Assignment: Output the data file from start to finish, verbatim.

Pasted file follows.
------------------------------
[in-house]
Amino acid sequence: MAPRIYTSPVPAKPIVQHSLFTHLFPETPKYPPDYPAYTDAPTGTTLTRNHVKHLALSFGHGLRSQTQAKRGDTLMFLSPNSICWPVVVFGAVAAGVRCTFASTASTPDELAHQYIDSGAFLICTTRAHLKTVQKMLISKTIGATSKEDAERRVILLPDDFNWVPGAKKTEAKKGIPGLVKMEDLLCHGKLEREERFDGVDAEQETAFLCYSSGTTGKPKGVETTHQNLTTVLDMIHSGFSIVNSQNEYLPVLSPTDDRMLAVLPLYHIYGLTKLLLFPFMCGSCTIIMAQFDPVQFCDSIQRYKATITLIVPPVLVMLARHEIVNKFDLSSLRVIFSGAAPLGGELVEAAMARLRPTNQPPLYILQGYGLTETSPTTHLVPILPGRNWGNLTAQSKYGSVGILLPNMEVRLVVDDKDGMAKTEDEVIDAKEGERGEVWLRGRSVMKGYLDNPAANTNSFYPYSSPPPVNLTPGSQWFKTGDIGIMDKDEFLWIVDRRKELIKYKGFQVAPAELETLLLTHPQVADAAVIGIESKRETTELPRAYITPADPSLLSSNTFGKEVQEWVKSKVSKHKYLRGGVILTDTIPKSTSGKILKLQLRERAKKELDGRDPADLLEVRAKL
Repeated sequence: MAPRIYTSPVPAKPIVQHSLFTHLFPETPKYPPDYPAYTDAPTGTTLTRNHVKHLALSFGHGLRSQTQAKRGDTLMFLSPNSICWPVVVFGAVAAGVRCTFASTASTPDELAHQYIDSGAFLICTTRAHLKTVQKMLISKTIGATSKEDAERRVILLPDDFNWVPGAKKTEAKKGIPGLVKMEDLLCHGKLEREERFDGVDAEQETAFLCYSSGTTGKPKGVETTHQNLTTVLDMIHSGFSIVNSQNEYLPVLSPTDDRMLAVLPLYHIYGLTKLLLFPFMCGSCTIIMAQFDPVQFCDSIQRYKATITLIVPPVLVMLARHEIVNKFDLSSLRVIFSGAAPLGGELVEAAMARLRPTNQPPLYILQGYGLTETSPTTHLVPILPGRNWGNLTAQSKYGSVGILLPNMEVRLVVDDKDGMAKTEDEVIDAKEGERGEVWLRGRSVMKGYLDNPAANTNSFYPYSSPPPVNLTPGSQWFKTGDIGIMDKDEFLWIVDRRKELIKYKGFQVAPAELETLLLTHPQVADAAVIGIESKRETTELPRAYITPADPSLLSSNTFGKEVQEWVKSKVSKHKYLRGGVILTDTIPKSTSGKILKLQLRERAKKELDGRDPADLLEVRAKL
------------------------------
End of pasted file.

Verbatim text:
[in-house]
Amino acid sequence: MAPRIYTSPVPAKPIVQHSLFTHLFPETPKYPPDYPAYTDAPTGTTLTRNHVKHLALSFGHGLRSQTQAKRGDTLMFLSPNSICWPVVVFGAVAAGVRCTFASTASTPDELAHQYIDSGAFLICTTRAHLKTVQKMLISKTIGATSKEDAERRVILLPDDFNWVPGAKKTEAKKGIPGLVKMEDLLCHGKLEREERFDGVDAEQETAFLCYSSGTTGKPKGVETTHQNLTTVLDMIHSGFSIVNSQNEYLPVLSPTDDRMLAVLPLYHIYGLTKLLLFPFMCGSCTIIMAQFDPVQFCDSIQRYKATITLIVPPVLVMLARHEIVNKFDLSSLRVIFSGAAPLGGELVEAAMARLRPTNQPPLYILQGYGLTETSPTTHLVPILPGRNWGNLTAQSKYGSVGILLPNMEVRLVVDDKDGMAKTEDEVIDAKEGERGEVWLRGRSVMKGYLDNPAANTNSFYPYSSPPPVNLTPGSQWFKTGDIGIMDKDEFLWIVDRRKELIKYKGFQVAPAELETLLLTHPQVADAAVIGIESKRETTELPRAYITPADPSLLSSNTFGKEVQEWVKSKVSKHKYLRGGVILTDTIPKSTSGKILKLQLRERAKKELDGRDPADLLEVRAKL
Repeated sequence: MAPRIYTSPVPAKPIVQHSLFTHLFPETPKYPPDYPAYTDAPTGTTLTRNHVKHLALSFGHGLRSQTQAKRGDTLMFLSPNSICWPVVVFGAVAAGVRCTFASTASTPDELAHQYIDSGAFLICTTRAHLKTVQKMLISKTIGATSKEDAERRVILLPDDFNWVPGAKKTEAKKGIPGLVKMEDLLCHGKLEREERFDGVDAEQETAFLCYSSGTTGKPKGVETTHQNLTTVLDMIHSGFSIVNSQNEYLPVLSPTDDRMLAVLPLYHIYGLTKLLLFPFMCGSCTIIMAQFDPVQFCDSIQRYKATITLIVPPVLVMLARHEIVNKFDLSSLRVIFSGAAPLGGELVEAAMARLRPTNQPPLYILQGYGLTETSPTTHLVPILPGRNWGNLTAQSKYGSVGILLPNMEVRLVVDDKDGMAKTEDEVIDAKEGERGEVWLRGRSVMKGYLDNPAANTNSFYPYSSPPPVNLTPGSQWFKTGDIGIMDKDEFLWIVDRRKELIKYKGFQVAPAELETLLLTHPQVADAAVIGIESKRETTELPRAYITPADPSLLSSNTFGKEVQEWVKSKVSKHKYLRGGVILTDTIPKSTSGKILKLQLRERAKKELDGRDPADLLEVRAKL